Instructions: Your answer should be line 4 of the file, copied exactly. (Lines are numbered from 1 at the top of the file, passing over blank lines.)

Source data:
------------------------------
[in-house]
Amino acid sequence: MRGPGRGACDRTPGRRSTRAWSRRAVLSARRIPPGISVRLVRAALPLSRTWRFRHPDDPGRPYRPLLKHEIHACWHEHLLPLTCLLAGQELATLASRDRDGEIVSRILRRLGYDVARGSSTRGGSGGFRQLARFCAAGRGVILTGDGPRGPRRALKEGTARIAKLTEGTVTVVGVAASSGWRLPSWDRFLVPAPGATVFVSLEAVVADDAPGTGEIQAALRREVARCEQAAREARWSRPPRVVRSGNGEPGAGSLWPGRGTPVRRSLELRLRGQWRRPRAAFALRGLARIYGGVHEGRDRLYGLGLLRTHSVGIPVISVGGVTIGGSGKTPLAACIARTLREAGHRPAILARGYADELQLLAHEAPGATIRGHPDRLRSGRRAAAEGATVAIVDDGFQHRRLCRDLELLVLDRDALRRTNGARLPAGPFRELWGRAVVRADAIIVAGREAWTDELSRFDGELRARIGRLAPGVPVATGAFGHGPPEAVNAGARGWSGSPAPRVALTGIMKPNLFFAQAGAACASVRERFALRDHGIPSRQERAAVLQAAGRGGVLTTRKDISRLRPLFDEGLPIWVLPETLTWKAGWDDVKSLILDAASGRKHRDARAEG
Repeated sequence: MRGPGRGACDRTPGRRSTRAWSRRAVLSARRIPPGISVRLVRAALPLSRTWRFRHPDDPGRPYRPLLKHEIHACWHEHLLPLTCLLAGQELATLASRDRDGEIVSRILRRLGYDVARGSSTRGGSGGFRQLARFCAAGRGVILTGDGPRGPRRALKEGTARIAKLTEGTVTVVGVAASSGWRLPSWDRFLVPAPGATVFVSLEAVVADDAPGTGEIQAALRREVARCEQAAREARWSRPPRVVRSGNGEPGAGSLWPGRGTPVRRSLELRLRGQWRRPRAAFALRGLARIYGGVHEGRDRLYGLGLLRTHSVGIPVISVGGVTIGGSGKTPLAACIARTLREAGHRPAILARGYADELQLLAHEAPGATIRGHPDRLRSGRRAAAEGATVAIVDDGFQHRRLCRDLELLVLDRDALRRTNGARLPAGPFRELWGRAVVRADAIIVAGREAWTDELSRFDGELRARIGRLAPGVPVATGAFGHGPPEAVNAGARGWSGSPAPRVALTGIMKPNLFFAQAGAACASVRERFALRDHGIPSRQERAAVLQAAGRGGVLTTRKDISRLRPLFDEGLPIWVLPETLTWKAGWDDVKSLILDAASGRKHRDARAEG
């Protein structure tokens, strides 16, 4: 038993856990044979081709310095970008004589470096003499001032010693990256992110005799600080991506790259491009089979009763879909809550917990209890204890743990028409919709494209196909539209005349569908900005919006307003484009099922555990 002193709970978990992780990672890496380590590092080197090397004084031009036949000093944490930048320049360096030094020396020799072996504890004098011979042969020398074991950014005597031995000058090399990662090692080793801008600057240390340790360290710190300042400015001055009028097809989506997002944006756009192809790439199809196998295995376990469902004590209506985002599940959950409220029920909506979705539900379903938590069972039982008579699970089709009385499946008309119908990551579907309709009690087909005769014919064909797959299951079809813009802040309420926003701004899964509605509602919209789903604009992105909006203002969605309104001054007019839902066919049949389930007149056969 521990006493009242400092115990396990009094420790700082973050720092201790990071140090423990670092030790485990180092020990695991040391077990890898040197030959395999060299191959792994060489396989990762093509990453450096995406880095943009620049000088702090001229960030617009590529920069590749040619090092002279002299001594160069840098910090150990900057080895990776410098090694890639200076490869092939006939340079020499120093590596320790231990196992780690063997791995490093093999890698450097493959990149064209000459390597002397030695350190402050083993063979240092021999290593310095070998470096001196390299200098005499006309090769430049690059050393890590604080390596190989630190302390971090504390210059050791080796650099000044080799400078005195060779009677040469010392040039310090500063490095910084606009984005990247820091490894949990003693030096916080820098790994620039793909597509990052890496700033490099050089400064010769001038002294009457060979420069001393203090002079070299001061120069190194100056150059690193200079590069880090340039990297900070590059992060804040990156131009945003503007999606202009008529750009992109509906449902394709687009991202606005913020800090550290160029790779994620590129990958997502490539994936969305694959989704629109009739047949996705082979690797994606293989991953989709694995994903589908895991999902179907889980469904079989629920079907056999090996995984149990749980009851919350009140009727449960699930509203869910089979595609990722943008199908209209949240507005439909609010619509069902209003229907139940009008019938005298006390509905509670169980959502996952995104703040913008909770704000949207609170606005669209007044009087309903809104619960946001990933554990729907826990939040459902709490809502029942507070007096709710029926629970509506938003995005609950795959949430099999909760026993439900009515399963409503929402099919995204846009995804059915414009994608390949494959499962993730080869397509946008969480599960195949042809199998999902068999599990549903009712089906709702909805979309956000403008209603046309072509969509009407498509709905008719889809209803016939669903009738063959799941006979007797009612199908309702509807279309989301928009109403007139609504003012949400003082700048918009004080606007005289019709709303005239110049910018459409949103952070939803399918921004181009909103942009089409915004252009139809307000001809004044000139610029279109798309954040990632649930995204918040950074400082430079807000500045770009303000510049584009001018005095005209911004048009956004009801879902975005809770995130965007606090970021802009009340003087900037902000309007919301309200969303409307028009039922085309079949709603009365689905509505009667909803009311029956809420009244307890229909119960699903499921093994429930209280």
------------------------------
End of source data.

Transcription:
């Protein structure tokens, strides 16, 4: 038993856990044979081709310095970008004589470096003499001032010693990256992110005799600080991506790259491009089979009763879909809550917990209890204890743990028409919709494209196909539209005349569908900005919006307003484009099922555990 002193709970978990992780990672890496380590590092080197090397004084031009036949000093944490930048320049360096030094020396020799072996504890004098011979042969020398074991950014005597031995000058090399990662090692080793801008600057240390340790360290710190300042400015001055009028097809989506997002944006756009192809790439199809196998295995376990469902004590209506985002599940959950409220029920909506979705539900379903938590069972039982008579699970089709009385499946008309119908990551579907309709009690087909005769014919064909797959299951079809813009802040309420926003701004899964509605509602919209789903604009992105909006203002969605309104001054007019839902066919049949389930007149056969 521990006493009242400092115990396990009094420790700082973050720092201790990071140090423990670092030790485990180092020990695991040391077990890898040197030959395999060299191959792994060489396989990762093509990453450096995406880095943009620049000088702090001229960030617009590529920069590749040619090092002279002299001594160069840098910090150990900057080895990776410098090694890639200076490869092939006939340079020499120093590596320790231990196992780690063997791995490093093999890698450097493959990149064209000459390597002397030695350190402050083993063979240092021999290593310095070998470096001196390299200098005499006309090769430049690059050393890590604080390596190989630190302390971090504390210059050791080796650099000044080799400078005195060779009677040469010392040039310090500063490095910084606009984005990247820091490894949990003693030096916080820098790994620039793909597509990052890496700033490099050089400064010769001038002294009457060979420069001393203090002079070299001061120069190194100056150059690193200079590069880090340039990297900070590059992060804040990156131009945003503007999606202009008529750009992109509906449902394709687009991202606005913020800090550290160029790779994620590129990958997502490539994936969305694959989704629109009739047949996705082979690797994606293989991953989709694995994903589908895991999902179907889980469904079989629920079907056999090996995984149990749980009851919350009140009727449960699930509203869910089979595609990722943008199908209209949240507005439909609010619509069902209003229907139940009008019938005298006390509905509670169980959502996952995104703040913008909770704000949207609170606005669209007044009087309903809104619960946001990933554990729907826990939040459902709490809502029942507070007096709710029926629970509506938003995005609950795959949430099999909760026993439900009515399963409503929402099919995204846009995804059915414009994608390949494959499962993730080869397509946008969480599960195949042809199998999902068999599990549903009712089906709702909805979309956000403008209603046309072509969509009407498509709905008719889809209803016939669903009738063959799941006979007797009612199908309702509807279309989301928009109403007139609504003012949400003082700048918009004080606007005289019709709303005239110049910018459409949103952070939803399918921004181009909103942009089409915004252009139809307000001809004044000139610029279109798309954040990632649930995204918040950074400082430079807000500045770009303000510049584009001018005095005209911004048009956004009801879902975005809770995130965007606090970021802009009340003087900037902000309007919301309200969303409307028009039922085309079949709603009365689905509505009667909803009311029956809420009244307890229909119960699903499921093994429930209280």